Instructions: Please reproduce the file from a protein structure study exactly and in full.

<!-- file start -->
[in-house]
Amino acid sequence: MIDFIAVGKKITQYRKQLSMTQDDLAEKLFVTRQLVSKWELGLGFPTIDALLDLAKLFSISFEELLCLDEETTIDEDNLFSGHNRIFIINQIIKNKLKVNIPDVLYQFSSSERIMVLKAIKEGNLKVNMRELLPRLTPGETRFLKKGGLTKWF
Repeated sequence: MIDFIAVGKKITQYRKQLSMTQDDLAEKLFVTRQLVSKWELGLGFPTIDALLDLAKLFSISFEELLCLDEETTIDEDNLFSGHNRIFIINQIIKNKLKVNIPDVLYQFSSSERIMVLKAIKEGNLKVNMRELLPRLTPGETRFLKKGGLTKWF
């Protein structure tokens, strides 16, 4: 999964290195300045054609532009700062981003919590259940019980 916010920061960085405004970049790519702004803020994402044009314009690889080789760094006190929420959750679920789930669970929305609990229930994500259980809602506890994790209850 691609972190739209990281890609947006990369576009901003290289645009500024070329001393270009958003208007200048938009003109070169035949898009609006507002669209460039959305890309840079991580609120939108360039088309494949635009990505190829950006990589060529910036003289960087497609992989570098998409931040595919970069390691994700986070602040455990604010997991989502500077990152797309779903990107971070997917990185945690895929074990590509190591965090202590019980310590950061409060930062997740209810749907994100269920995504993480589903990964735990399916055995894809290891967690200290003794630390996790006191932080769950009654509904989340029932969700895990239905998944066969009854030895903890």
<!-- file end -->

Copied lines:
[in-house]
Amino acid sequence: MIDFIAVGKKITQYRKQLSMTQDDLAEKLFVTRQLVSKWELGLGFPTIDALLDLAKLFSISFEELLCLDEETTIDEDNLFSGHNRIFIINQIIKNKLKVNIPDVLYQFSSSERIMVLKAIKEGNLKVNMRELLPRLTPGETRFLKKGGLTKWF
Repeated sequence: MIDFIAVGKKITQYRKQLSMTQDDLAEKLFVTRQLVSKWELGLGFPTIDALLDLAKLFSISFEELLCLDEETTIDEDNLFSGHNRIFIINQIIKNKLKVNIPDVLYQFSSSERIMVLKAIKEGNLKVNMRELLPRLTPGETRFLKKGGLTKWF
């Protein structure tokens, strides 16, 4: 999964290195300045054609532009700062981003919590259940019980 916010920061960085405004970049790519702004803020994402044009314009690889080789760094006190929420959750679920789930669970929305609990229930994500259980809602506890994790209850 691609972190739209990281890609947006990369576009901003290289645009500024070329001393270009958003208007200048938009003109070169035949898009609006507002669209460039959305890309840079991580609120939108360039088309494949635009990505190829950006990589060529910036003289960087497609992989570098998409931040595919970069390691994700986070602040455990604010997991989502500077990152797309779903990107971070997917990185945690895929074990590509190591965090202590019980310590950061409060930062997740209810749907994100269920995504993480589903990964735990399916055995894809290891967690200290003794630390996790006191932080769950009654509904989340029932969700895990239905998944066969009854030895903890």